“Take a long walk on a short dock!” is a snappy schoolyard retort, good for voicing our frustrations toward the antagonist of the moment. It can also work just as well for self-pity purposes (and when eating worms isn’t going to get the job done.) “Nobody likes me, everybody hates me, guess I’ll take a long walk on a short dock.”
Regardless of the source of your external frustrations or internal conflicts, I’m going to suggest a plot twist, and invite you to take a short walk on our long pier, here at Sandy Cove.
The Pier at Sandy Cove Overlooks the Chesapeake Bay
The pier is the centerpiece of the view we enjoy of the Chesapeake Bay. Of course, the fact that any sunset is always directly across the water from us does not hurt. But that view is remarkably gorgeous each and every day—spring, summer, fall, winter; ice, fog, whitecaps, flat calm, whatever—it doesn't matter. Even after 14 years of working here and seeing it every day, I’ll still take the long way through the building, just to walk by the windows overlooking the water. It's always picture perfect.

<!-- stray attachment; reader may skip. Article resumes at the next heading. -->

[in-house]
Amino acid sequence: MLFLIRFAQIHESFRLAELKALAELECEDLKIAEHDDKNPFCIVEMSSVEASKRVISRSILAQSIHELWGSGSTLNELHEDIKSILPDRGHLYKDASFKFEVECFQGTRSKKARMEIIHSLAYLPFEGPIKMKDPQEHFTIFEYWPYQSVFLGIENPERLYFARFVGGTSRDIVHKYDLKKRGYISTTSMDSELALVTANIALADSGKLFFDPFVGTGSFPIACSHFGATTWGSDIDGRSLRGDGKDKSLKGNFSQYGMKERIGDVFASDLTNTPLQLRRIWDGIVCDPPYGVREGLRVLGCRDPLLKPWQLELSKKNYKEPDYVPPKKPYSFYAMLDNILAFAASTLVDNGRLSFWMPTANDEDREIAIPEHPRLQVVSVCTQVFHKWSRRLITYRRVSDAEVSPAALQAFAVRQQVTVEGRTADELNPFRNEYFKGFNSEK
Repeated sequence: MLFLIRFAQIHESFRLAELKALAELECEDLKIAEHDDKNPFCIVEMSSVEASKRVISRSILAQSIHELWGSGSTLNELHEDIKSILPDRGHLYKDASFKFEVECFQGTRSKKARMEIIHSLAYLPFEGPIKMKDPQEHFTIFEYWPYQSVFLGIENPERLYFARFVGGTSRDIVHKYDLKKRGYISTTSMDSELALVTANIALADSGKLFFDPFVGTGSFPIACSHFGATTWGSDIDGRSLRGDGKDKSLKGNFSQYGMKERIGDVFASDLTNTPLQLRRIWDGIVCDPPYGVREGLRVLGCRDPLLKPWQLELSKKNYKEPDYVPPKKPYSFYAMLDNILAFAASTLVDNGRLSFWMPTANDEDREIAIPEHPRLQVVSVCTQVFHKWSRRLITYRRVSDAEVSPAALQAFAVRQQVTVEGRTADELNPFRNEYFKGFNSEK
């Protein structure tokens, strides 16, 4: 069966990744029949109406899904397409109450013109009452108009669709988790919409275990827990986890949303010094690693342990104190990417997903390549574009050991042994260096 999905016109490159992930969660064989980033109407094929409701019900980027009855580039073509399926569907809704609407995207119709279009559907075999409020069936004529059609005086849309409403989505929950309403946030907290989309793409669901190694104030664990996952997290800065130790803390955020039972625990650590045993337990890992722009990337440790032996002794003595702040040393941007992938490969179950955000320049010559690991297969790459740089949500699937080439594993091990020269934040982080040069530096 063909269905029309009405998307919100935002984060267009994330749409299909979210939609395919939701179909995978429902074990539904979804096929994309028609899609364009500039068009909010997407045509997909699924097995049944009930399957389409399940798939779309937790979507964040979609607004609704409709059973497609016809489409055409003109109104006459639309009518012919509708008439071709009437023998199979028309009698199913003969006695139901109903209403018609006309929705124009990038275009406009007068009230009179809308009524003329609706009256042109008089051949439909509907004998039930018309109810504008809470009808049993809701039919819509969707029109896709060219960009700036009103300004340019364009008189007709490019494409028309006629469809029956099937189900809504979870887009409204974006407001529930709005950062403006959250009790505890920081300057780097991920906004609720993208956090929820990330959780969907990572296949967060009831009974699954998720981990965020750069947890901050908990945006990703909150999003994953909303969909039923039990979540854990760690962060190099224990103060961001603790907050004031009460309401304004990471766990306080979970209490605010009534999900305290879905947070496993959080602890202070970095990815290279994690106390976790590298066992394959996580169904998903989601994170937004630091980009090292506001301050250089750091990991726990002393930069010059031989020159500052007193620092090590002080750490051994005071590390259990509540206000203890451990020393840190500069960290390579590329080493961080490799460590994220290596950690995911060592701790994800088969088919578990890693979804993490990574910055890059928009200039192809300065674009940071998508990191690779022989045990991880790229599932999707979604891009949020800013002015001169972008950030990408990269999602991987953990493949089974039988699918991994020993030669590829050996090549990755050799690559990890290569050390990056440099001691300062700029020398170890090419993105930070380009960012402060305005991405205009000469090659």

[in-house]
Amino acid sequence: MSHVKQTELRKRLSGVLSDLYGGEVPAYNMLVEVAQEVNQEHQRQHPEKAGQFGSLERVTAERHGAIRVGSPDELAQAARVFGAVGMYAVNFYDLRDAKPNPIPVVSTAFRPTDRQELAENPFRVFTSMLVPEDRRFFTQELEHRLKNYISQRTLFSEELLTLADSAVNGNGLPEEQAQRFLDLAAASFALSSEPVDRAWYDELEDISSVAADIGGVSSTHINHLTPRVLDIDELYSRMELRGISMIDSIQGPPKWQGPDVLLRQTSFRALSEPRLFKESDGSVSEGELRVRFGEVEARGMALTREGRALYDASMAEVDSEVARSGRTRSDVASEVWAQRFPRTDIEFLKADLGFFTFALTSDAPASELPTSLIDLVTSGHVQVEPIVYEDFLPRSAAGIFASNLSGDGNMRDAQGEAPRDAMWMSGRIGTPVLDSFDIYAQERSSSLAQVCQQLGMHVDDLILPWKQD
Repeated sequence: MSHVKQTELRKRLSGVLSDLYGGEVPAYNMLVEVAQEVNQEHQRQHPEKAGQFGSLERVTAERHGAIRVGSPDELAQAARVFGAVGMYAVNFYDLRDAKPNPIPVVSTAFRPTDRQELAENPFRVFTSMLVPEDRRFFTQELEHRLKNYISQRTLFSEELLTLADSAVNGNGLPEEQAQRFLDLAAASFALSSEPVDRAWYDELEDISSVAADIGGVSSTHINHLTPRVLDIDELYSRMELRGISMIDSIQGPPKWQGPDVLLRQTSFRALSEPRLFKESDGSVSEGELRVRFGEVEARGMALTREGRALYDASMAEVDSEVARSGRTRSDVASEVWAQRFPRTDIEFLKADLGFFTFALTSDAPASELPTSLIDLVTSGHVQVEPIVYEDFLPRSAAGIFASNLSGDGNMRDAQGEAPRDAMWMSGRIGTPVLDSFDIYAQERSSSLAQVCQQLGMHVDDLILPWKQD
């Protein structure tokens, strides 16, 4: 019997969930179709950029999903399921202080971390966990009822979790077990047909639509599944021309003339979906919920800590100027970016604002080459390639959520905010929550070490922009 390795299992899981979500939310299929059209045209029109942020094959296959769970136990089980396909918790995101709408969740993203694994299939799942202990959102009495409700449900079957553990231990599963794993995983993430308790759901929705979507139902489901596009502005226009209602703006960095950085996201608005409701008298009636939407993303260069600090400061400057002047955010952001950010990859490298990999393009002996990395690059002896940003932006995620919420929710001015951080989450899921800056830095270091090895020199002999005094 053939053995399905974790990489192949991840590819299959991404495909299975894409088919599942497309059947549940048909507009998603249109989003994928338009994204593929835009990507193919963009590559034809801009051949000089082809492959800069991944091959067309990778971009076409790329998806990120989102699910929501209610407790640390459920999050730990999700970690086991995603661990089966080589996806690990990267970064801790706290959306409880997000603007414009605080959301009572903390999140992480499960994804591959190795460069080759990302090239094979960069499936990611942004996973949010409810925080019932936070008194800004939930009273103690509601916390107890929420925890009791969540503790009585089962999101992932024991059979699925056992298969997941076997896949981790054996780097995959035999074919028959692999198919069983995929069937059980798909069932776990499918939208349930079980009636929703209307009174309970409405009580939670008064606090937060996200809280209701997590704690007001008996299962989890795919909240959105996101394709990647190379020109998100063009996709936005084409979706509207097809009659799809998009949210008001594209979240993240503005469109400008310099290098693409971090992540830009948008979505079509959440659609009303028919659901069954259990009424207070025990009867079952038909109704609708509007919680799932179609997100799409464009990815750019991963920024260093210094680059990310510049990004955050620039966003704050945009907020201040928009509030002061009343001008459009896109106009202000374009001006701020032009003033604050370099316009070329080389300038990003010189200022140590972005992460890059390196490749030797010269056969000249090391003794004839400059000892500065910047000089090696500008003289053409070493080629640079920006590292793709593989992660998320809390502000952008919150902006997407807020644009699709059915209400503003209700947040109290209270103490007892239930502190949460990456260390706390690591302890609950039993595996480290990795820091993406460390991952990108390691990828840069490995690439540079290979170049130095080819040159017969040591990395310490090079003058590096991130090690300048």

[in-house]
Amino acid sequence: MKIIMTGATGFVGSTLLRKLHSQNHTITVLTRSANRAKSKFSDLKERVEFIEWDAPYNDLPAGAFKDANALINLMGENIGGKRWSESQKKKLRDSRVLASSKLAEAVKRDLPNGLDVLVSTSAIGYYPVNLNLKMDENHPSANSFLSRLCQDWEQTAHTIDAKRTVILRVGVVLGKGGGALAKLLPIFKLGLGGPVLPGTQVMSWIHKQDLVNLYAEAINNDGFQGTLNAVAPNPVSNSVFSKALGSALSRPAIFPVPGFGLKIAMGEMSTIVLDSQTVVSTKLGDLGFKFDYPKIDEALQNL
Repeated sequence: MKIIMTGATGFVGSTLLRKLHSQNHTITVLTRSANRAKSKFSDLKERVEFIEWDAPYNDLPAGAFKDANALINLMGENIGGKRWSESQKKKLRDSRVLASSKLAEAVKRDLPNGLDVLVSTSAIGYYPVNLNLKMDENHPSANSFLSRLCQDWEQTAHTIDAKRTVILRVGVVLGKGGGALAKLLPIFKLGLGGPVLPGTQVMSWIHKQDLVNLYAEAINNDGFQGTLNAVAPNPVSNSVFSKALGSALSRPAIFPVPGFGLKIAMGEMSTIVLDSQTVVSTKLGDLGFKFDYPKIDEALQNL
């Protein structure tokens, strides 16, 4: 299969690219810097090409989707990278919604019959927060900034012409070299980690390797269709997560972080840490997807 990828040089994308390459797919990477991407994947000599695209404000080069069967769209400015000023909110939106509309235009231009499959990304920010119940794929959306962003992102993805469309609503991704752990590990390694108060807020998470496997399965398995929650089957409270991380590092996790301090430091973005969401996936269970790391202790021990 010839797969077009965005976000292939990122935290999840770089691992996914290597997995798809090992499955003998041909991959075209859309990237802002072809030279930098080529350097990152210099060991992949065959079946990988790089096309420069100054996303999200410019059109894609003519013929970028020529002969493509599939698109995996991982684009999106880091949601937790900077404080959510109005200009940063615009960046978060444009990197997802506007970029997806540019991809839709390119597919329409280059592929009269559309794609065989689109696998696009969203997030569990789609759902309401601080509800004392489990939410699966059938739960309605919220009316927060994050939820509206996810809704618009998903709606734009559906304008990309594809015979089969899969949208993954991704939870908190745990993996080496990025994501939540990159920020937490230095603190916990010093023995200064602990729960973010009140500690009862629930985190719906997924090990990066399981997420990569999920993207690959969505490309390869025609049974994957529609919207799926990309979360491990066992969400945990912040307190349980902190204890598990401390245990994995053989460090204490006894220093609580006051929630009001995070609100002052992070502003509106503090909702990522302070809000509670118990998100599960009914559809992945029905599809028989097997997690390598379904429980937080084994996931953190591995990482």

Still, it is more than just a beautiful view. We recognize that God uses this amazing natural environment so significantly, that we included it as part of our mission statement. Many people report that something changes when they drive onto the property and conclude that it must be “Holy Ground.” However, I shy away from that terminology. I don’t want to reinforce any ideas that God lives here or that He won’t go home with you, so you have to keep coming back to visit Him here . . . It’s a great business model, but terrible theology!
I think we can lean into Romans 1:20 where Paul explains “For since the world was created, people have seen the earth and sky. Through everything God made, they can clearly see his invisible qualities—his eternal power and divine nature.” The beauty of nature captivates us and should serve as a quick “connect the dots” to the One who made it all, reminding us of His greatness and our smallness, and inspiring worship for who He is, and what He has done.
“For since the world was created, people have seen the earth and sky. Through everything God made, they can clearly see his invisible qualities—his eternal power and divine nature.” Romans 1:20
Along with that, the other thing I see that happens here is that people take the time to slow down and look around. To get away from the distractions, sit still, and take it all in.
One of our Family Camp speakers, Rob Whittaker recalled the Celtic Christians' idea of “thin places,” a place where heaven and earth seem to “connect” instead of the normal sense of separation.
I think Sandy Cove becomes a “thin place” for many of our guests—not that God speaks louder here, but that we become quieter. What about you? Does nature help you connect with God? If so, where are your “thin places?”